Maria Echaveste and Luis C.deBaca

Recorded April 12, 2021 Archived April 12, 2021 40:11 minutes
0:00 / 0:00
Id: ddv000645

Description

Friends Luis C. deBaca (54) and Maria Echaveste (66) discuss their early careers and arrival to labor law, share about some specific cases of labor abuse they worked on, and reflect on the larger global factors that contribute to labor trafficking.

Subject Log / Time Code

ME and LD talk about their careers leading up to their involvement in labor law and anti-trafficking.
LD talks about going to the Hispanic Bar Association Conference in 1992 and applying to the Civil Rights Division.
ME says that law is incredibly versatile, and she was able to do something that really fulfilled her at the wage and hour division of the Department of Labor, where she arrived in June of 1993.
ME talks about what it was like when she arrived at the division. She says that the previous appointee was very focused on child labor. She explains that it was a complaint driven office and they were working for people who knew that they had rights.
LD talks about the ebbs and flows of the Civil Rights Division. He says that the division was being inundated with complaints about police brutality because of the Rodney King trial.
LD talks about being asked to investigate a man named Miguel Flores for labor abuses, who they had been receiving complaints about for years. He talks about interviewing farmworkers to build a case.
ME and LD discuss some of the labor trafficking cases they worked on in their careers.
LD talks about learning to listen to people they were interviewing and then figuring out to take care of them.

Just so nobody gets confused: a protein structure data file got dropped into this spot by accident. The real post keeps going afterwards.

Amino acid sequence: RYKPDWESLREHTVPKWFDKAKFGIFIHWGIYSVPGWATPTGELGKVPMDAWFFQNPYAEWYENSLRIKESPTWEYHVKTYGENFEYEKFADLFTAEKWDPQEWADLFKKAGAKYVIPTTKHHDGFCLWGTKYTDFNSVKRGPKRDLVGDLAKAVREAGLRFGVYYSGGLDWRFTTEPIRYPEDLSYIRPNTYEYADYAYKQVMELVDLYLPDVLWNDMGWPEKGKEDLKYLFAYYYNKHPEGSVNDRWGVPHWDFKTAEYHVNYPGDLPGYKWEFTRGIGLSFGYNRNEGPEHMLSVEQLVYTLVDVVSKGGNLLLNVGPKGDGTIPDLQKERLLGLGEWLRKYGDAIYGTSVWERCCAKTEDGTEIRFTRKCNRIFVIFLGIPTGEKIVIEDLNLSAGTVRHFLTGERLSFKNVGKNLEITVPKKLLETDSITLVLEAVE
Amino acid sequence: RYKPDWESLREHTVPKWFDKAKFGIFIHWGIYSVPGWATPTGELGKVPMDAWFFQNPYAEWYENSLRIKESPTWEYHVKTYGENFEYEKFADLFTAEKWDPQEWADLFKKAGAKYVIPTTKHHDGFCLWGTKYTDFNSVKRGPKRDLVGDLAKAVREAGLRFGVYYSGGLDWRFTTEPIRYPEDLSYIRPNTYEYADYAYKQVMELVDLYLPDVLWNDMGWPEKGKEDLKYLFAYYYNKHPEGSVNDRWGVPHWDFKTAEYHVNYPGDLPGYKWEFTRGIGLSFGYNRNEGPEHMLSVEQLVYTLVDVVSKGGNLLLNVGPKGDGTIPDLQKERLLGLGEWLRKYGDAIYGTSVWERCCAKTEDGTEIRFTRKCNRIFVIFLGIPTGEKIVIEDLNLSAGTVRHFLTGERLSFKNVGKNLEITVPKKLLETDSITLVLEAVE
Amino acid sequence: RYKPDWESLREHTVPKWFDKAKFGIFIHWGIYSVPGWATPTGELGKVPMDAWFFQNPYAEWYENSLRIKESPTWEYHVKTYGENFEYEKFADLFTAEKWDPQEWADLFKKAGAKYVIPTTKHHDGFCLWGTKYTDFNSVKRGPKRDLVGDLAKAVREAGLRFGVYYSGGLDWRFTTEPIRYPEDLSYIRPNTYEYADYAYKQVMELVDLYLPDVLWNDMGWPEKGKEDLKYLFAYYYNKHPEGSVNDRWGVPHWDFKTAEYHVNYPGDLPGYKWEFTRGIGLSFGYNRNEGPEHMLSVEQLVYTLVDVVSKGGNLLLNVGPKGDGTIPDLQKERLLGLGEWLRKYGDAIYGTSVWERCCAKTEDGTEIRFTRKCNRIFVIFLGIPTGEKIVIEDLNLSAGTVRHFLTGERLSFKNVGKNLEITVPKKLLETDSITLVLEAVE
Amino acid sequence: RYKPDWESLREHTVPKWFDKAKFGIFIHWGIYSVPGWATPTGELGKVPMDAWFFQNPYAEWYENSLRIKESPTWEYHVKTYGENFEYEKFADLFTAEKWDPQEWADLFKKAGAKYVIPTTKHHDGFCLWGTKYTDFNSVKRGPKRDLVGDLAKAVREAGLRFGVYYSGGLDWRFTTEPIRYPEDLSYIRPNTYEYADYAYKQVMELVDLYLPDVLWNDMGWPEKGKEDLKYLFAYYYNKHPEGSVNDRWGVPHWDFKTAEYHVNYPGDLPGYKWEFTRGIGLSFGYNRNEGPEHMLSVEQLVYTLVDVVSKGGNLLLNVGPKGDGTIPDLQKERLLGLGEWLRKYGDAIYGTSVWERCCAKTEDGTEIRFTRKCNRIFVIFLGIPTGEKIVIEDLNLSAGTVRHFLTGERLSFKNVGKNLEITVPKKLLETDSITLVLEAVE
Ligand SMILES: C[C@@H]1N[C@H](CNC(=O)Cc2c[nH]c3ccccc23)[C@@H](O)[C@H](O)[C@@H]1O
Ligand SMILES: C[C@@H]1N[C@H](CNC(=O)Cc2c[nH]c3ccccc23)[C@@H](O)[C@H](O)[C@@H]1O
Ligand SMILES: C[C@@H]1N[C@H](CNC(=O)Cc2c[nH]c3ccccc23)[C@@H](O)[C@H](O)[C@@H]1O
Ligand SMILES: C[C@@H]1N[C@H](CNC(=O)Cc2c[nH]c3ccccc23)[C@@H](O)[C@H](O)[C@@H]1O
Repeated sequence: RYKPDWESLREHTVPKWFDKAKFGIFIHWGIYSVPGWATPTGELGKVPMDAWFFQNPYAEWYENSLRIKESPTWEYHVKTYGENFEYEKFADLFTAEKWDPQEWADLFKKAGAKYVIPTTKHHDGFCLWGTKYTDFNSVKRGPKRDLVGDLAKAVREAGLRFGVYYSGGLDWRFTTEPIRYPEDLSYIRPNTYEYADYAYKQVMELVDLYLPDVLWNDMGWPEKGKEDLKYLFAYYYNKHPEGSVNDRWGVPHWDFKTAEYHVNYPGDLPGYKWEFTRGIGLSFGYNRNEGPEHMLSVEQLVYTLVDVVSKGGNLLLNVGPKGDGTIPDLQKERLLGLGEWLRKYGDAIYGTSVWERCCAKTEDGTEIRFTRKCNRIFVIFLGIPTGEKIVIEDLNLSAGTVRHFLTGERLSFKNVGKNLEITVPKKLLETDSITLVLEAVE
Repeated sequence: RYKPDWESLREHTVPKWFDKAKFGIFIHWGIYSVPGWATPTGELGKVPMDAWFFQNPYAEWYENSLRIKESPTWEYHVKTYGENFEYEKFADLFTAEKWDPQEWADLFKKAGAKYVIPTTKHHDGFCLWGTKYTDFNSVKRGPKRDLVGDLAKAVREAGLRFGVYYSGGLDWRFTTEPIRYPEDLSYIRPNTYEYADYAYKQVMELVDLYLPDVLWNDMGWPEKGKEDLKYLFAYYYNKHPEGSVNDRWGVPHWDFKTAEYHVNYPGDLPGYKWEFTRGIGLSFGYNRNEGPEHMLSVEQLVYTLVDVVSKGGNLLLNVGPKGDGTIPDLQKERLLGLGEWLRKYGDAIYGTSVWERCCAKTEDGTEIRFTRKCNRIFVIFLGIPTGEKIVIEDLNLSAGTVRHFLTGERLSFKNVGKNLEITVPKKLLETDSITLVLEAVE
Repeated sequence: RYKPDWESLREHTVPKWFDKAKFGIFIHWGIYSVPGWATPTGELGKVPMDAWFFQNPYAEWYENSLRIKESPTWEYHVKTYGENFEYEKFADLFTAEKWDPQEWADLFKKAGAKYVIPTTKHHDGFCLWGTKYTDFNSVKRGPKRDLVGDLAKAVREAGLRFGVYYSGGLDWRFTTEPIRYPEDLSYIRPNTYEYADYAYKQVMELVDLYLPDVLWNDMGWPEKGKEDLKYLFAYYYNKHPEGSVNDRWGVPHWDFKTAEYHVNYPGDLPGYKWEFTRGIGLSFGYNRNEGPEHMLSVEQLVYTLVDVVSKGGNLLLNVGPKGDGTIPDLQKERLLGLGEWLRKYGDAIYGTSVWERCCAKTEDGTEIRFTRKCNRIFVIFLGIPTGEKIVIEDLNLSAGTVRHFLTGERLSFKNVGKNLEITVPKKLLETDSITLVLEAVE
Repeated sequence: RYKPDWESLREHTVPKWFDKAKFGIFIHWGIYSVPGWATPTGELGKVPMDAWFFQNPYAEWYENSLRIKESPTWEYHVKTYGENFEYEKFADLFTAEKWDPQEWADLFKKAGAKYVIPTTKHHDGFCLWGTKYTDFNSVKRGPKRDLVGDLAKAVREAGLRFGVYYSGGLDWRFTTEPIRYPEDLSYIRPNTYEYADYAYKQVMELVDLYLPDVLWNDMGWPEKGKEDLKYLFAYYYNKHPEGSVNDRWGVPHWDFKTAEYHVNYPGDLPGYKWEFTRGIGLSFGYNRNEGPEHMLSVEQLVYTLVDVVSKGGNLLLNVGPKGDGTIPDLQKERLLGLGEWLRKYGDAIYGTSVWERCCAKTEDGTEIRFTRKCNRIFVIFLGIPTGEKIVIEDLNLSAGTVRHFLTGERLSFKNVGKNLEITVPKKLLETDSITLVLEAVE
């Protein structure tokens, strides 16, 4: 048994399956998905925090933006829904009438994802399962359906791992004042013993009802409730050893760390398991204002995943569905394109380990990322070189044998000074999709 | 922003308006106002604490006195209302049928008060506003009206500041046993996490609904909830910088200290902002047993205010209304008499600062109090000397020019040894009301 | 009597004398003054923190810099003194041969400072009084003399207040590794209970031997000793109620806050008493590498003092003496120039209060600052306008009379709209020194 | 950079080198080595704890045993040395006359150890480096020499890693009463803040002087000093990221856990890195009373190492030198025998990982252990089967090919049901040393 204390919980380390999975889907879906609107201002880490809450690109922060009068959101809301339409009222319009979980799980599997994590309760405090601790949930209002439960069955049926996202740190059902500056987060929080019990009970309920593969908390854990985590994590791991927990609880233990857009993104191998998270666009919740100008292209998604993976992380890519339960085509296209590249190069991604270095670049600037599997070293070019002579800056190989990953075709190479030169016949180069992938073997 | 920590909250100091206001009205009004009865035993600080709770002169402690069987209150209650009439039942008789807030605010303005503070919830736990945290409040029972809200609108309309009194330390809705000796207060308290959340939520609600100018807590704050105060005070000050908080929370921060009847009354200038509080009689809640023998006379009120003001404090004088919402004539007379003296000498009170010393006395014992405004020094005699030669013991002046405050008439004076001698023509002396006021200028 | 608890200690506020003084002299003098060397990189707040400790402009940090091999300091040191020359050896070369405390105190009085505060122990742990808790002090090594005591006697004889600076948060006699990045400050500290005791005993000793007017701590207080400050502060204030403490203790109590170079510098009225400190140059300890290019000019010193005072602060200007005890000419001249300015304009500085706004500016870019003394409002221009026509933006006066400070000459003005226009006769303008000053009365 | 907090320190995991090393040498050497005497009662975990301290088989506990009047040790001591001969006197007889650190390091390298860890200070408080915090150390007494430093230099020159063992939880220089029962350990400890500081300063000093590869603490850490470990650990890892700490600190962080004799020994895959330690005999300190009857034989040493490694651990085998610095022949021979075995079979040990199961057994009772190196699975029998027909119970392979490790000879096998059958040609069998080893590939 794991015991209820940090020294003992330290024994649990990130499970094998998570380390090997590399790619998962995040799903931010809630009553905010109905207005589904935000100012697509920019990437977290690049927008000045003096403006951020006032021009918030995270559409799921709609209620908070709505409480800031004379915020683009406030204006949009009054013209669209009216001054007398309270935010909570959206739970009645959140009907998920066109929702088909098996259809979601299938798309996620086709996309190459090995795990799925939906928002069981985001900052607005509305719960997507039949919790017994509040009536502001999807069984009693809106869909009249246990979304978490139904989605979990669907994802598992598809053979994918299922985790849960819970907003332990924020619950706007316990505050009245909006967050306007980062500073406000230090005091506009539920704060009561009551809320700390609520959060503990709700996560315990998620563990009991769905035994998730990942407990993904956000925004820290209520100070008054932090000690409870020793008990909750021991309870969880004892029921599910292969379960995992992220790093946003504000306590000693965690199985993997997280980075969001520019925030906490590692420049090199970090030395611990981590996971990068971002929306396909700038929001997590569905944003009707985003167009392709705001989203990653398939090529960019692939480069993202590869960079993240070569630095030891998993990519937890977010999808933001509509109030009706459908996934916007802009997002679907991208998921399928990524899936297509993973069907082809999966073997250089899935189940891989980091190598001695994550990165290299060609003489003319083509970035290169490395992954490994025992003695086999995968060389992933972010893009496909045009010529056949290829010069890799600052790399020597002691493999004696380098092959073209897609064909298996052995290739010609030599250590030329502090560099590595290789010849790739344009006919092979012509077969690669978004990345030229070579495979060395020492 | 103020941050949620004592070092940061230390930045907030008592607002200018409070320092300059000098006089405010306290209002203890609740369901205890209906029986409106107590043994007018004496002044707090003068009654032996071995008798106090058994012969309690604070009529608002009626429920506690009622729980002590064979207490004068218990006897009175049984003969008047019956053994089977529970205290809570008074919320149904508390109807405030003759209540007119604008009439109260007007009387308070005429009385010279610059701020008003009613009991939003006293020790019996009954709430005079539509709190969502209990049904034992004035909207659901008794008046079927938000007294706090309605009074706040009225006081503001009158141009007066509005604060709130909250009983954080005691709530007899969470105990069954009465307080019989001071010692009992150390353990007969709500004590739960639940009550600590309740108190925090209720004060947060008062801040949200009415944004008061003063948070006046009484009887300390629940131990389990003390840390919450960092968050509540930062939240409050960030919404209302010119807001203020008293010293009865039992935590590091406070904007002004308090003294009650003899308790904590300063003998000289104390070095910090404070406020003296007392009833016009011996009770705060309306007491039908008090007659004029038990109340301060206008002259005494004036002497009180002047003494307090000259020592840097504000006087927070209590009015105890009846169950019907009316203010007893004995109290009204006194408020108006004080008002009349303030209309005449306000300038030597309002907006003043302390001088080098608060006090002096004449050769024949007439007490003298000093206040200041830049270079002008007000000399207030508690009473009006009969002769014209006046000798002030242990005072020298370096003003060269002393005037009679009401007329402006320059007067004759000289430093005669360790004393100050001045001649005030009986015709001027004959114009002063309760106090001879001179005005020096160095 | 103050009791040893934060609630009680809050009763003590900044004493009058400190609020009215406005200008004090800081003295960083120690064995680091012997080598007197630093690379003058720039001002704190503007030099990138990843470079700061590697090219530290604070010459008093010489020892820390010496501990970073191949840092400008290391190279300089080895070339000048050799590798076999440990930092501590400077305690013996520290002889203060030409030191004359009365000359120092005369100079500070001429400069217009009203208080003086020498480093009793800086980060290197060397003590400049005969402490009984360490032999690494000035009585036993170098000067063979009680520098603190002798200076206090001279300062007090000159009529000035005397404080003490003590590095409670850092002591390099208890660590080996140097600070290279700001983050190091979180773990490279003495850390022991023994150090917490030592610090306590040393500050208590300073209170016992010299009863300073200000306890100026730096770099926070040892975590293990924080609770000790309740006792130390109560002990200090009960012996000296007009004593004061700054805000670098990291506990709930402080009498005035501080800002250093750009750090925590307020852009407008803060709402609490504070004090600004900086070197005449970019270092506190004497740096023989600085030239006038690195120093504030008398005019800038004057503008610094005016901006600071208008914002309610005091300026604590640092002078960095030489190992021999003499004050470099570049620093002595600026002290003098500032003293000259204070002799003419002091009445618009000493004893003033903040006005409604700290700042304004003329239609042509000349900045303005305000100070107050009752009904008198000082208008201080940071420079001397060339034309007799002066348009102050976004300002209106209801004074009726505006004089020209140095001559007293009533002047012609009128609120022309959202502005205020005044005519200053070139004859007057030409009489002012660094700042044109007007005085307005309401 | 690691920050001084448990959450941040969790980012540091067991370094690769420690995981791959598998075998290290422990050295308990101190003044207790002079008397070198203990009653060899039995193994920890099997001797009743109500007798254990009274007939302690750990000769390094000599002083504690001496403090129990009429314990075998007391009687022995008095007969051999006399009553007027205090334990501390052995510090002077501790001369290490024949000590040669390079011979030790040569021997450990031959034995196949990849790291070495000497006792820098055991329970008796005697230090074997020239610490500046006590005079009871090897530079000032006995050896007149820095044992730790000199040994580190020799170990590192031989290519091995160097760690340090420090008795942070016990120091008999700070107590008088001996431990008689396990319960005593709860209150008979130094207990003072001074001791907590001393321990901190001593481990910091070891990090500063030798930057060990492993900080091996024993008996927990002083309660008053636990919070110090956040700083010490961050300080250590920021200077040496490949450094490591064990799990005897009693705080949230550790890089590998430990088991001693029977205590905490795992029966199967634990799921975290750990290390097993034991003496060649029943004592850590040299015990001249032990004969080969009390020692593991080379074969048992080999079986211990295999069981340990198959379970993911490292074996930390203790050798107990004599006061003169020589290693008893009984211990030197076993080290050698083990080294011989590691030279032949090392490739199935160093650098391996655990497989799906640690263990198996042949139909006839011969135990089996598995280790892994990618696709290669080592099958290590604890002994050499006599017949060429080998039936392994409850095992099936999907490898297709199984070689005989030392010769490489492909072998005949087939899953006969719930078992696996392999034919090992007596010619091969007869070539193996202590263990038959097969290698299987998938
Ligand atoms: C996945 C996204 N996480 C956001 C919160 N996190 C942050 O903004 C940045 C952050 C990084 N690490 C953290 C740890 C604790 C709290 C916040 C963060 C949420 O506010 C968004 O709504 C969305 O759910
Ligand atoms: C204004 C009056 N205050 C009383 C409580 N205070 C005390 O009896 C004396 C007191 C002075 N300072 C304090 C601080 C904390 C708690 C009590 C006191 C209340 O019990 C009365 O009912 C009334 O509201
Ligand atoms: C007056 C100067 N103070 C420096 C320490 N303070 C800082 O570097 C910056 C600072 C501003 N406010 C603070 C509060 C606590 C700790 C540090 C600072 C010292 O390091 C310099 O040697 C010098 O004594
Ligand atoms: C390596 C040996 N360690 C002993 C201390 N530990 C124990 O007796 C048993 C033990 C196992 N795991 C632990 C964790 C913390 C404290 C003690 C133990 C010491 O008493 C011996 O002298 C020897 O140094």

LD talks about how tough the survivors of the Flores case were, and talking about how much courage it took to escape. He also learned that people will do very brave things knowing there will be repercussions.
LD talks about the numbers of slavery worldwide. He points to both individual greed and global capitalism as large factors.

Participants

  • Maria Echaveste
  • Luis C.deBaca

Recording Location

Virtual Recording

Partnership Type

Fee for Service

Transcript

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00:05 My name is Luis c.debaca. I'm 54 years old and it is April 21st 2021. I'm in Shepherdstown West Virginia, and I'm talking over, the airwaves with Maria echaveste, my friend and storycorps conversation partner.

00:24 My name is Maria echaveste. I am 66 years old and I say April 12th 2021 and I'm in the Bay Area California. And I'm speaking with a friend and colleague Luda Baca with her, my part in the past.

00:44 Summary of the storycorps project that we're talking about today is coming out of the HHS trafficking office, which didn't exist when you and I were working in that pot and administration, but I think it also would not have existed. If you hadn't been working in the clinic ministration. I wanted to maybe just set the stage for our conversation by it. Could you, maybe walk us through, how you came into the government and specifically how you ended up working on patches farmworker issues, but on trafficking and slavery issues with large.

01:34 And I was asked to come over to the Department of Labor by secretary Bob rice, and I remember telling him, but I don't know anything about labor law. I'm a corporate litigator, and he said, you're just you're a lawyer, we can learn anything. And so it turned out, he asked me to be the head of wage an hour. And I turned out to be the exact job for which, I had gone to law school. I wanted to be involved in public policy and wage and hour and forces labor laws. Minimum wage overtime, Farm worker protection laws, and, and it as the daughter of farmworkers.

02:21 This was the job. I wanted a bundle of school for

02:29 How about you? How did you decide to go over cuz that department of justice? How were you there to law school after the Reagan years kind of decimated the farm economy. I thought that I like everybody in my family for the preceding 400s Years in New Mexico would end up being get out of raising cattle, you know, I was on a ranch. My dad was a professor who had left to the university and was back to grazing cattle. Here's the beef cattle professor. And so he was because he was one of the only Chicano scientists out there. He was doing a lot of work around the the world all the way back to the Kennedy administration with the alliance for Progress. Even before usaid.